The September edition of Business Technology carried a number of stories of current concern in the world of technology and society in general and business in particular.
One interesting aspect was that all the issues have been foreshadowed in MBF during the past few months. That helps to prove that some issues need radical and urgent addressing by everyone from Government to civil servants to businesses themselves.
E-government Needs Accelerating
In the summer, cabinet office minister Francis Maude said that ‘central government must become a digital organisation’. The slogan ‘digital by default’ sounds promising.
In an age when customers increasingly demand digital services of the highest standard, government must keep up. A new generation of faster mobile broadband is but one step. Things like ePetitions and crowd sourcing are also steps in the right direction.
Auctioning Off the Spectrum: Cash Bonanza for Government Coffers, 29 August 2012
Even the Government Jumps on Crowd Bandwagon, 11 April 2012
You’re Never Alone With a Phone, 1 November 2011
It seems that the more time goes on, the more data breaches clog things up and discredit the whole process and entire companies and organisations. From banks to local authorities, blunders are becoming commonplace to such an extent that they are taken for granted, yet have devastating consequences.
Councils in Islington, Brighton & Hove, Dumfries & Galloway and Midlothian have had to apologise for compromising data, sending secure data to unauthorised people or losing valuable data. And all in the past six months or so.
The breakdown failures of Natwest were of such a scale that the outrage caused by them was dwarfed only by other banking scandals.
Codes for data handling are being tightened, with people getting better training and awareness of responsibilities and legal obligations. No code of conduct, however, can legislate for the idiocies that people do like unofficially taking data home and/or leaving it in a public place.
Another Week, Another Systems Malfunction, 3 July 2012
Technology Is Not the Only Weapon on New Business Battlefields, 29 February 2012
Cyberspace Is the Real Battlefield, 18 October 2011
Cyber-Crime High on People’s Fear Lists, 8 September 2011
Hackers, Malware and Viruses
James Lyne is director of technology strategy at Sophos Labs and he told Business Technology that they see over 200,000 new pieces of malicious code ever day. Every few seconds they find ‘newly infected websites distributing malware’.
Most of these are innocent businesses that have been hacked ‘and are now part of the problem’. It is a major, major headache for everybody who uses the internet.
Cybercriminals are developing ever smarter ways of entry and distribution through other peoples’ systems and putting traditional ways of securing devices and data under intolerable pressure.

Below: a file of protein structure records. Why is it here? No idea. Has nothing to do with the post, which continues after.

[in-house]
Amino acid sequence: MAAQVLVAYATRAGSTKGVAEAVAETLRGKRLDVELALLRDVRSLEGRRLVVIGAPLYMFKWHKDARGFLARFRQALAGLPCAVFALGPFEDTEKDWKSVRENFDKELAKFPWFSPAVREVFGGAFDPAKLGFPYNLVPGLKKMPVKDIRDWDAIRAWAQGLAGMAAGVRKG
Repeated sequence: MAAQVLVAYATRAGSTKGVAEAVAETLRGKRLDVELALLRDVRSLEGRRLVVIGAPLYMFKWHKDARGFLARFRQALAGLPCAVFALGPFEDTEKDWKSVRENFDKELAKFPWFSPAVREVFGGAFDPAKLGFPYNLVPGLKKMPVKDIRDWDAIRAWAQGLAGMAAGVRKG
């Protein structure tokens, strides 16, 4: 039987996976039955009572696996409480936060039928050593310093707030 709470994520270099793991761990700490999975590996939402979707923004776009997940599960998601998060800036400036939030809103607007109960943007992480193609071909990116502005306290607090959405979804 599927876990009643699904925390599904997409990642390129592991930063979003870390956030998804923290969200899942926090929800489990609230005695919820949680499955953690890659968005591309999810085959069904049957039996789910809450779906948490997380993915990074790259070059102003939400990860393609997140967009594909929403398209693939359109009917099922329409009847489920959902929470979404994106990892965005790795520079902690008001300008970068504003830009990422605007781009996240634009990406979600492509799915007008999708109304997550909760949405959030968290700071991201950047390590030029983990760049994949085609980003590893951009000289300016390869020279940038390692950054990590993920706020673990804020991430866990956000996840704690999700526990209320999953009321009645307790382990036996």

Information is not only power, it is the key to wealth today, and it has value beyond measure. Police authorities and government are aware and devoting more and more resources to cyber crime combatting in a war that many people feel they are losing.
People can still take better sensible precautions all round and put in place procedures that are adhered to by all staff, but again, human ingenuity being what it is, they have to stay one step ahead of the baddies, at least.
E-bombs Are Either Really Big Threat Or Just Political Hype, 27 June 2012
Scams Are Out to Get You, Online and Off, 21 May 2012
Human Uniqueness Must Be Key to Security, 25 April 2012
Just How Valuable Is Your Web Data? 14 December 2011
11 Worst Computer Viruses, Worms and Trojans (So Far), 21 November 2011
Given that the internet contributes more to our GDP than any other G20 nation and is expected to grow at 11% per year to be worth £221bn by 2016, we are in danger of leaving behind some sections of society.
Keeping up to date is a problem for small and medium sized businesses. Getting online in a way that is meaningful is beyond some older people, although it is a myth that all older people are excluded from the digital world.
One facet of the digital age is that however well designed systems are to make applying, renewing, paying, ordering, cancelling and searching as easy as possible, people will often do the unexpected.
Michael Cross reported in Business Technology an experience of Carolyn Williams head of Electronic Vehicle Licensing at the DVLA. At the point in the online driving licence application when it asks if it can import the applicant’s passport photo onto the driving licence. Thousands cancel at that point.
It turns out that most are 17 year olds after their first driving licence, but unwilling to have their passport photos used, as they may be of them ‘as a spotty 13-year old on a card that they would use to get them into nightclubs’.
Schools Behind the Times
More than ever, tomorrow’s generation of world leaders, currently in their schools, need to be as well prepared as possible for their world of work. Most commentators reckon our schools are 20 years behind where they should be in ICT and computer programming teaching.
Youngsters are heavy users of technology but are not being equipped by and large to understand, design and build the technology we’ll need in the future.
Computer science and engineering need to be high priorities in schools, but finding adult teachers able to deliver is another tall order.
Schools Not Always in Front Line of Technology Teaching, 4 July 2012
Computer Education in Schools Needs Upgrading, 12 December 2011
Education and New Technology, 1 February 2012
Unblocking the Superhighway, Our Economic Artery, 1 August 2012
Cyber Schools and Universities of Tomorrow, 30 August 2011